And then when they finally got there, all the hotels were full, but a kindly innkeeper let them stay in the stable. So they were essentially homeless and then we know that, later, Joseph had to take his new family into Egypt to protect Jesus from King Herod, who, hearing of the birth of a new baby king, felt the best way to deal with this threat to his power was to kill all the baby boys. We’re getting ahead of ourselves, but this is by way of saying that our king was not born into privilege or security but into homelessness and refugee status.

But here he is, lying in a manger with bands of cloth around him—-a baby, not a king, not a president, not an emperor, but a baby. He came into the world just as we did.

And to whom did the angels proclaim this good news? Not kings and queens, not the privileged, but shepherds out tending their sheep by night. The fact that the angels told them first is astounding because shepherds were at the bottom of the social scale, They were considered ritually unclean, which was not a good thing to be, but  they couldn’t help it. Day in and day out, they were dealing with smelly sheep, the sheep manure, blood from cuts, flies circling around, all kinds of unclean things. And those are the people who were the first to receive these glad tidings. We need to keep in mind that the great King David, the ancestor of Jesus, was a shepherd, and that we know Jesus as our Good Shepherd, who will lead us to the green pastures and the good water. We know his voice and he knows us, warts and all, and loves us more than we can imagine but again we are getting ahead of ourselves.

Those shepherds had a quick consultation, and they knew they had to go and welcome this new king. The shepherds were the first preachers of the good news, They told everyone what the angels had told them. Mary treasured these things and pondered them in her heart and the shepherds went back to their flocks, singing God’s praises, their hearts warm with the love of God. On the social scale, they were low, but they were very close to the heart of God.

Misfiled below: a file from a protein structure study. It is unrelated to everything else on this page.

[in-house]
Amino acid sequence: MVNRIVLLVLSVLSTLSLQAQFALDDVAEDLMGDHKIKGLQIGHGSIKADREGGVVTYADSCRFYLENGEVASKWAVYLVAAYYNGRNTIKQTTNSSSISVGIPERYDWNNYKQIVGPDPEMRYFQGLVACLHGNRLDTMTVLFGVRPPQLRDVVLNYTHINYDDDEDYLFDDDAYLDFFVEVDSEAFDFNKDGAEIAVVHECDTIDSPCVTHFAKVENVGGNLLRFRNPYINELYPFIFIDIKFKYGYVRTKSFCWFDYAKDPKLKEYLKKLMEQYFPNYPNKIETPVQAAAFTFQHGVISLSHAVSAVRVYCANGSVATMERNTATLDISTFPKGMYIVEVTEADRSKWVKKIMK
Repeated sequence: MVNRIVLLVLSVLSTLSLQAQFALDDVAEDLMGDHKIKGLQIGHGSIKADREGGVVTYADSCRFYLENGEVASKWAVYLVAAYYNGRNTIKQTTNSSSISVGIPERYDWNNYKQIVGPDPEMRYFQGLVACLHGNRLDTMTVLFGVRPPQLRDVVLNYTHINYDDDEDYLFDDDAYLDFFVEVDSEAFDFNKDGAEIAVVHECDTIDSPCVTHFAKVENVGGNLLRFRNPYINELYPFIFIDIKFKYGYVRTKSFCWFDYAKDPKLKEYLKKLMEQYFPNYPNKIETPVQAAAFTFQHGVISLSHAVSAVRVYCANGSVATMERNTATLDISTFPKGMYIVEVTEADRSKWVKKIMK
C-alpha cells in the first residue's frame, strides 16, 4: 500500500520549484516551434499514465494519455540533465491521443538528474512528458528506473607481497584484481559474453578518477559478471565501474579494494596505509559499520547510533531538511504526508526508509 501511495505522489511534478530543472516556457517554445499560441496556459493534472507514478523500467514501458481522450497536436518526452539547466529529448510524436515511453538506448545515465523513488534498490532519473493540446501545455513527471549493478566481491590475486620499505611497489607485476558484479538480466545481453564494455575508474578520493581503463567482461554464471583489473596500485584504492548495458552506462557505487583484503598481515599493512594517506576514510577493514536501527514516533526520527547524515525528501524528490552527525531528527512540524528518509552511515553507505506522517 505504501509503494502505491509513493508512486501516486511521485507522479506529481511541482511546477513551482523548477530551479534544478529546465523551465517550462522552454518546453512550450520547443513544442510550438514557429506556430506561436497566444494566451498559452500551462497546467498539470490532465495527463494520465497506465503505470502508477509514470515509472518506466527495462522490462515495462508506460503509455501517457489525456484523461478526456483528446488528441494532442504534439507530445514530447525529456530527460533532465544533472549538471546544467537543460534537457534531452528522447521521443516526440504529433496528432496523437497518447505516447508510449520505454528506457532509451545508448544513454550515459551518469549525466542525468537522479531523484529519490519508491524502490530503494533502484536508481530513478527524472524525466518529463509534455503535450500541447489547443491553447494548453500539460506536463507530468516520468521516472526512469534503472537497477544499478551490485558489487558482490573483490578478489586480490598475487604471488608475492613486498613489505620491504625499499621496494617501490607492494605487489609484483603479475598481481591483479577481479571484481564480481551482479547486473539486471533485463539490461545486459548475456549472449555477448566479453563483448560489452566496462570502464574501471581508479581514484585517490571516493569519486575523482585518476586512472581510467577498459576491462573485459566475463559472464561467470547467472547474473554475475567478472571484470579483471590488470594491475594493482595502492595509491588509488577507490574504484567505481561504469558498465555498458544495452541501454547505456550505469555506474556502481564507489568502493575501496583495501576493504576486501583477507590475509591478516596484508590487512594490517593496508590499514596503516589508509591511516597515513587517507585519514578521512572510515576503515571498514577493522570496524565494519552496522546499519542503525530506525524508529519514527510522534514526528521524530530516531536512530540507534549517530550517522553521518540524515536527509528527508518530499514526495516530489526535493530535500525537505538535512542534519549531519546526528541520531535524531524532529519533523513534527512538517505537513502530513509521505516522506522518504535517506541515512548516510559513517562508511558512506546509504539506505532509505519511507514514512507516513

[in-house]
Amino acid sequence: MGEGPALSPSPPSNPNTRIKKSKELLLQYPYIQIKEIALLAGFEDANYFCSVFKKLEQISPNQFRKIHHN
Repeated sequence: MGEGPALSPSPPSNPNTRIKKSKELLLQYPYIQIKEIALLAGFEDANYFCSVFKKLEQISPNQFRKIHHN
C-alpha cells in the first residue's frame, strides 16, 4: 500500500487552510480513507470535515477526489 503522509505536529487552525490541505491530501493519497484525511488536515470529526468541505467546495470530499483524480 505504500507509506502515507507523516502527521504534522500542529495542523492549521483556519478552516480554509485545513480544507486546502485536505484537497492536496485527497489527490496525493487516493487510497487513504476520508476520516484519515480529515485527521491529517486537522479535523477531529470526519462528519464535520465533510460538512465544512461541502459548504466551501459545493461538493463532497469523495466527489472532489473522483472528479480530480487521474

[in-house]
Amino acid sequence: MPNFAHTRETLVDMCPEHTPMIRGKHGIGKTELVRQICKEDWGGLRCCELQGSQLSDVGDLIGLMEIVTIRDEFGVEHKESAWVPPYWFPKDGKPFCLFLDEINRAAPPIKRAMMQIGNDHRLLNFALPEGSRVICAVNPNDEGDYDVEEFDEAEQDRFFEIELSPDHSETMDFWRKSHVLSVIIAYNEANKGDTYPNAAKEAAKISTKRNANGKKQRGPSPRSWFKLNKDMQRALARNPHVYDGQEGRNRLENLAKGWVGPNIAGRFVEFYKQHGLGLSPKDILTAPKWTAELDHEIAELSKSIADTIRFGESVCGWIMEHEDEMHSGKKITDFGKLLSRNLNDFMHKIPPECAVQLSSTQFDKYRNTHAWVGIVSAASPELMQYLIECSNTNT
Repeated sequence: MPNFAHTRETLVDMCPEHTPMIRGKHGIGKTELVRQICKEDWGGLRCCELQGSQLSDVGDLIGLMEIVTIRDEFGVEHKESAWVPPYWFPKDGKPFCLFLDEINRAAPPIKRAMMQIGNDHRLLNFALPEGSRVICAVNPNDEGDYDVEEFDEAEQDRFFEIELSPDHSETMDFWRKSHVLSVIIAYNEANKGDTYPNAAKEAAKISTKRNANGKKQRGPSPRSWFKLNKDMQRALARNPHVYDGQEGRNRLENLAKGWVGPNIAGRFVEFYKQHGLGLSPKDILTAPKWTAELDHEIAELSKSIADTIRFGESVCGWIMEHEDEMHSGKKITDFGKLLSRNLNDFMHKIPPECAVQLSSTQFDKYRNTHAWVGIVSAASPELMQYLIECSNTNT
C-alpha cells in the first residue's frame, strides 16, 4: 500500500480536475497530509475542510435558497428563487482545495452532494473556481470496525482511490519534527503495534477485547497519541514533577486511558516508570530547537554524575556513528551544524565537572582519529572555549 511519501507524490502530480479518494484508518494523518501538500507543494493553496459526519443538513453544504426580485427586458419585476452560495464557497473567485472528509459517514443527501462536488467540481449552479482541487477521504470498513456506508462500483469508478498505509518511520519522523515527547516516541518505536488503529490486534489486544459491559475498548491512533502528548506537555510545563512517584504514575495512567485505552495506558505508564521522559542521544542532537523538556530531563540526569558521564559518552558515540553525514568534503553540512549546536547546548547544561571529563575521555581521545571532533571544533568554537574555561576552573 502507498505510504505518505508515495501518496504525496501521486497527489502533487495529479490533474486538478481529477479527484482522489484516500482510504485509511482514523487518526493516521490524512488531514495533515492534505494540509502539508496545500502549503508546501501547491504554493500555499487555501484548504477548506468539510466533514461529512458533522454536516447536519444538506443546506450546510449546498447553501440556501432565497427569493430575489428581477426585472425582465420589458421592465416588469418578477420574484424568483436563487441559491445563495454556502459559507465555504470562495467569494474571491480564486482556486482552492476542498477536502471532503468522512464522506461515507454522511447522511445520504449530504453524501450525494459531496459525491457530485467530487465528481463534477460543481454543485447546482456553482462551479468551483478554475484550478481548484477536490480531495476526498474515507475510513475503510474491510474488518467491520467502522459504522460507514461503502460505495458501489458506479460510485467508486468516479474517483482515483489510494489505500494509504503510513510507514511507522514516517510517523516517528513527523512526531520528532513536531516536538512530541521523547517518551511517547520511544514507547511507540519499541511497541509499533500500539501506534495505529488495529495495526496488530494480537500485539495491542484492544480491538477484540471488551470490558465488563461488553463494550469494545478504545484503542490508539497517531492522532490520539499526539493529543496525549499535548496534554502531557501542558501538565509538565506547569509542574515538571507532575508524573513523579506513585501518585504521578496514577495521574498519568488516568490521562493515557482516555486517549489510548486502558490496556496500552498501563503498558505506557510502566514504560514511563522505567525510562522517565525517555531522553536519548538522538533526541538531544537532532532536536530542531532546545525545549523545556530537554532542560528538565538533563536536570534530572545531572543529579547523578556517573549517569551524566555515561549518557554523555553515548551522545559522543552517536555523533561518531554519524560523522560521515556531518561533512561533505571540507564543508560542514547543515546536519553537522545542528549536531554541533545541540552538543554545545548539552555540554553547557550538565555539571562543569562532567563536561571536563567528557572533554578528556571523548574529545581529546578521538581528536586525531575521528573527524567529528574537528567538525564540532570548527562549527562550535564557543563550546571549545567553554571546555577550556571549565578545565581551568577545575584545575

So God comes to us just as we came into the world, as a baby, and God lives a human life so that we can see God’s love shining forth from a fellow human being and we can live the way of love as Jesus calls us to do and as Bishop Curry teaches us to do.

We call Jesus Emmanuel, God with us. This day we remember and gather and sing with joy because God has come to be one of us and to show us the way. Our king has come to us in the most amazing way— as a little tiny baby in a little out of the way place rather like Sheldon or Montgomery or Fairfield or Fletcher or Franklin or Bakersfield or Enosburg Falls or Richford or Swanton or St. Albans. And God has come as an ordinary person to ordinary people like you and me.

And why has all of this happened? Because, in spite of our flaws, our past mistakes and stupid decisions and errors of judgment and things we wish we could do over again and get it right and things we wish we had not done at all, God loves us with a love that nothing can stop, a love that is immense beyond out ability to imagine, a love that is stronger than hate, a love that transforms division into unity, brokenness into wholeness, a love that brings life out of death. A love that is the most creative and powerful force on earth or anywhere else in God’s beloved universe. As Bishop Curry says, “Love is the Way.” Let us live in that Iove and walk that way of love.  Amen.